Solid Figures
A figure made up of a number of plane or curved faces is a
solid figure. Bricks, matchboxes, talcum powder containers and rooms are all
examples of solid figures. A solid figure has three dimensions while a plane
figure has only two dimensions.
Volume of a Solid Figure
The space enclosed by a solid figure is called its volume.
The volume of a solid figure is measured in cubic units such as cubic
centimetres (cm^{3}) and cubic metres (m^{3}).
Total surface Area of Solid Figure
The sum of areas of the plane or curved faces of a solid is
called its total surface area. It is measured in square units such as square
centimetres (or cm^{2}) and square metres (or m^{2}).
You might like these

Problems on right circular cylinder. Here we will learn how to solve different types of problems on right circular cylinder. 1. A solid, metallic, right circular cylindrical block of radius 7 cm and height 8 cm is melted and small cubes of edge 2 cm are made from it.

We will discuss here about the volume and surface area of Hollow Cylinder. The figure below shows a hollow cylinder. A cross section of it perpendicular to the length (or height) is the portion bounded by two concentric circles. Here, AB is the outer diameter and CD is the

A cylinder, whose uniform cross section perpendicular to its height (or length) is a circle, is called a right circular cylinder. A right circular cylinder has two plane faces which are circular and curved surface. A right circular cylinder is a solid generated by the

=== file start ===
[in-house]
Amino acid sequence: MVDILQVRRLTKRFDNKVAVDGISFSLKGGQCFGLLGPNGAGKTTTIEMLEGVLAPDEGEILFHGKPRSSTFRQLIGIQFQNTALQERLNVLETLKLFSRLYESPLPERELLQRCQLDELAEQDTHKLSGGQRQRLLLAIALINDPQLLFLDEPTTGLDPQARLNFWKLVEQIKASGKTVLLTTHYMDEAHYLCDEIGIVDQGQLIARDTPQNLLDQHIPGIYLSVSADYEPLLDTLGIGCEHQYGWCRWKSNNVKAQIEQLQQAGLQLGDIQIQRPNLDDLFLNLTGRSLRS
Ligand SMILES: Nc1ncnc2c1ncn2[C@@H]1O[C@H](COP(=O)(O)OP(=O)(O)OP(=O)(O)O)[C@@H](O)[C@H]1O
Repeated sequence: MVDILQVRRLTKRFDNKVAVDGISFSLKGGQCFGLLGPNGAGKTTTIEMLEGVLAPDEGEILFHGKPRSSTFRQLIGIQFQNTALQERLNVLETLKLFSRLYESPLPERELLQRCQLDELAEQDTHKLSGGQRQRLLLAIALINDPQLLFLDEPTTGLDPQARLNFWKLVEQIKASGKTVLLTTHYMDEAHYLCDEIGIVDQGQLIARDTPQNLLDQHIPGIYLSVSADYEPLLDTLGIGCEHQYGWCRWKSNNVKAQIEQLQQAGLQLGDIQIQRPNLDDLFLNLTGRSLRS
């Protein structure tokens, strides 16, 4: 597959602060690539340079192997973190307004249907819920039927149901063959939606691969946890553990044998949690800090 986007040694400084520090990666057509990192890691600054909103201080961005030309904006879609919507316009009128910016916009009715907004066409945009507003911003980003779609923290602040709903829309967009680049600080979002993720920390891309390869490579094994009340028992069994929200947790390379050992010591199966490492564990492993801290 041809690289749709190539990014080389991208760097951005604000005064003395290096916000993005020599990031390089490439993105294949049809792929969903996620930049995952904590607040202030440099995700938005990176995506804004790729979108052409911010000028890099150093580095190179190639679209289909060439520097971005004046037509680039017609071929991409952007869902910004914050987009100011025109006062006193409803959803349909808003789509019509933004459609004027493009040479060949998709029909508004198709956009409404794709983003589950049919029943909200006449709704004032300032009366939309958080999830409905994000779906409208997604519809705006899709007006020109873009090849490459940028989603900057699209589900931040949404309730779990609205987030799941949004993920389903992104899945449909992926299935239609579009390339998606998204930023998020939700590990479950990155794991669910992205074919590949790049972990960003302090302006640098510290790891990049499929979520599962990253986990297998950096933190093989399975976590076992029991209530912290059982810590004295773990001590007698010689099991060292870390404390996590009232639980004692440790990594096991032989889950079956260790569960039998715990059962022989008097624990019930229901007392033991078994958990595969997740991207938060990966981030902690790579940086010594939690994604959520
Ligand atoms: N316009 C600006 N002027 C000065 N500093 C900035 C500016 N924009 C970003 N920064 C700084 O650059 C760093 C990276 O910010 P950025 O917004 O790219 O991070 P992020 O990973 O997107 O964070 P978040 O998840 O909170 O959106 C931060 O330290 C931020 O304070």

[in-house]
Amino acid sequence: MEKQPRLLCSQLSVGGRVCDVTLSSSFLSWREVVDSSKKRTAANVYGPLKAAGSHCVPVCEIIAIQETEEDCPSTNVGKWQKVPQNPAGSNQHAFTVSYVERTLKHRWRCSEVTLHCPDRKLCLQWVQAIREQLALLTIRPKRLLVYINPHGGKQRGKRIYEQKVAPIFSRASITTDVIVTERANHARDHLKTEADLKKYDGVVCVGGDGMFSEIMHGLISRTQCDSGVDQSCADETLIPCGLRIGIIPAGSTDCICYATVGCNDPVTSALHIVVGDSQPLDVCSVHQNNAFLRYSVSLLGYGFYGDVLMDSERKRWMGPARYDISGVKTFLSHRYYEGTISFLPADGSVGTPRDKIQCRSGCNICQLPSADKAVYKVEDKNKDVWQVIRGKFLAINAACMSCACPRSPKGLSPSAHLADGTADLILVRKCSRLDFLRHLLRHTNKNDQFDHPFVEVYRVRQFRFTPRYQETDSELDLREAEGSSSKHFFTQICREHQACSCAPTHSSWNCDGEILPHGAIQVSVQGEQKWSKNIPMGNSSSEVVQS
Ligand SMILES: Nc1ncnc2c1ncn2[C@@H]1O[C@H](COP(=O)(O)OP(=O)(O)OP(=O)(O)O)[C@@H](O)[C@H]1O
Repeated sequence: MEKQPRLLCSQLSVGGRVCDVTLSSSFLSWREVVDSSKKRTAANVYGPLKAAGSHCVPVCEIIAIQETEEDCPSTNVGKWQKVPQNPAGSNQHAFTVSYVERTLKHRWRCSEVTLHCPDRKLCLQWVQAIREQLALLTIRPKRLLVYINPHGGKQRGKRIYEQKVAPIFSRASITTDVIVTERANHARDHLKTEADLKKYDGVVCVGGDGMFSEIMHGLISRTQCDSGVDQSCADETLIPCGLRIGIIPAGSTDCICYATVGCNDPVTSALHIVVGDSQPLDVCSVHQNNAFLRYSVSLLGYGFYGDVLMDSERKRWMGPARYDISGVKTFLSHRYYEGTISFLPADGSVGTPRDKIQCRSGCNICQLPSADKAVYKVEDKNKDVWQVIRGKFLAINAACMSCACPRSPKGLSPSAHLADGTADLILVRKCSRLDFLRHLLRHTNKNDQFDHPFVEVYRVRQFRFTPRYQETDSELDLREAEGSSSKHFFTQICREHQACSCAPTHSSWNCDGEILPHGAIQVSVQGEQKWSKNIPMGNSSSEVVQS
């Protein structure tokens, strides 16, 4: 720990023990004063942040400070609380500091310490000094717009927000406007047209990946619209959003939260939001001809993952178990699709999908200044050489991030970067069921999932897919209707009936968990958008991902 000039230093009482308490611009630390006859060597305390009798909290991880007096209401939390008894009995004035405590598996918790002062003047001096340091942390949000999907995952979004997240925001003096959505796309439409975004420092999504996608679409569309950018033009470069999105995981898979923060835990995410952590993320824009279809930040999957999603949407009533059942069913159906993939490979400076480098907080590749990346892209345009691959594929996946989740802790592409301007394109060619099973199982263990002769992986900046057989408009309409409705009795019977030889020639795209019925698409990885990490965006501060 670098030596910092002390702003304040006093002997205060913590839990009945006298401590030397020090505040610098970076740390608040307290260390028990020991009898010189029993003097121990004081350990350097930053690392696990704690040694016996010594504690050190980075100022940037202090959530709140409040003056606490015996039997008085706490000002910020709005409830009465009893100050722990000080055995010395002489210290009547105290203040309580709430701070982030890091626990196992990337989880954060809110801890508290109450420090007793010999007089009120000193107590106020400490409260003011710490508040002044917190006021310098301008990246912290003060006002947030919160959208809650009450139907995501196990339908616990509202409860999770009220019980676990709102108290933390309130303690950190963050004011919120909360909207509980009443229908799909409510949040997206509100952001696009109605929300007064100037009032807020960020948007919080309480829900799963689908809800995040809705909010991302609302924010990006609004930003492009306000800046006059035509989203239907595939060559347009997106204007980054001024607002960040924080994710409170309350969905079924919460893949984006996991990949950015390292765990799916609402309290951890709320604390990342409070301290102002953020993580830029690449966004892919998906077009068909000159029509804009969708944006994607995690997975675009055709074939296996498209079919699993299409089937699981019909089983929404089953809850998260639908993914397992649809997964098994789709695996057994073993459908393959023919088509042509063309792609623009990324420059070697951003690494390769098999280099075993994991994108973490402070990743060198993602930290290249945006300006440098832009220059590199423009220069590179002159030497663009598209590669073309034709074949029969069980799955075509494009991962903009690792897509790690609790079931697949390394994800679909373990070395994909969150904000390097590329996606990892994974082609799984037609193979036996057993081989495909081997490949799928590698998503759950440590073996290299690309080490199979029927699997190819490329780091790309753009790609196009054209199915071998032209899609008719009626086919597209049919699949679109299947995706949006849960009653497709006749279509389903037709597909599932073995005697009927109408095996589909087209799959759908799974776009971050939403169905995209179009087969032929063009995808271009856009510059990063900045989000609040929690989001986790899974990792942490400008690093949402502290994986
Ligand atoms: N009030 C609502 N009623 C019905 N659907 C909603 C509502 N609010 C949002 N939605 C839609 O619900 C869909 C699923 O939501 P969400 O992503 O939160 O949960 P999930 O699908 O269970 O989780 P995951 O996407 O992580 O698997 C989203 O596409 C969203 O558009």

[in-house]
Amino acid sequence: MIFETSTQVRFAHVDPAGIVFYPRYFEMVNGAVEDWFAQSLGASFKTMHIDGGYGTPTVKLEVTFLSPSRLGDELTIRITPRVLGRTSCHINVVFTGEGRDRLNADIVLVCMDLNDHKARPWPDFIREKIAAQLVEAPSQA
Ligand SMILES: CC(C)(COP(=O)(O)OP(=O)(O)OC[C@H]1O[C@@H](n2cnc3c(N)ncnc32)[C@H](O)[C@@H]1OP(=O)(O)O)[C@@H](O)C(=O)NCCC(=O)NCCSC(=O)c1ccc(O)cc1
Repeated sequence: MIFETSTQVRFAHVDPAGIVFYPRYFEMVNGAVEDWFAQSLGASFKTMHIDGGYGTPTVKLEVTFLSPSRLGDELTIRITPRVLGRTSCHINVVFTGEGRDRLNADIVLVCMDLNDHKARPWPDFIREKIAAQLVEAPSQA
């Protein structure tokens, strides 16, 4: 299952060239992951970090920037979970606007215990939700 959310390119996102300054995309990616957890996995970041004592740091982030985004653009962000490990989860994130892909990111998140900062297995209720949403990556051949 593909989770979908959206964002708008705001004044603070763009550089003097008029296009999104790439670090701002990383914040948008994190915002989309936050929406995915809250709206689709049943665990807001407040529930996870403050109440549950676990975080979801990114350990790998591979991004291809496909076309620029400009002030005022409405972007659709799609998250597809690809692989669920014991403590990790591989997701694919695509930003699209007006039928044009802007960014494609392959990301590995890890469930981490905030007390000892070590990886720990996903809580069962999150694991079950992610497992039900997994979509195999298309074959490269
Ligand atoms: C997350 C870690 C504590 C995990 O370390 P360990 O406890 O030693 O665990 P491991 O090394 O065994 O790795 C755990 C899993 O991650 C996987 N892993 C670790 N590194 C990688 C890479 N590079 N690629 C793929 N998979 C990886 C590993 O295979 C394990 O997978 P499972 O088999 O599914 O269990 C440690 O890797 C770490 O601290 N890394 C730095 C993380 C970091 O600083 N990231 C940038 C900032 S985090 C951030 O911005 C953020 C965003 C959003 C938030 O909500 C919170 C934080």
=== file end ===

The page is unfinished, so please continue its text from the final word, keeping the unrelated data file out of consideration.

A solid with uniform cross section perpendicular to its length (or height) is a cylinder. The cross section may be a circle, a triangle, a square, a rectangle or a polygon. A can, a pencil, a book, a glass prism, etc., are examples of cylinders. Each one of the figures shown

The cross section of a solid is a plane section resulting from a cut (real or imaginary) perpendicular to the length (or breadth of height) of the solid. If the shape and size of the cross section is the same at every point along the length (or breadth or height) of the
9th Grade Math
From Solid Figures to HOME PAGE
Didn't find what you were looking for? Or want to know more information
about Math Only Math.
Use this Google Search to find what you need.
Share this page:
What’s this?


New! Comments
Have your say about what you just read! Leave me a comment in the box below. Ask a Question or Answer a Question.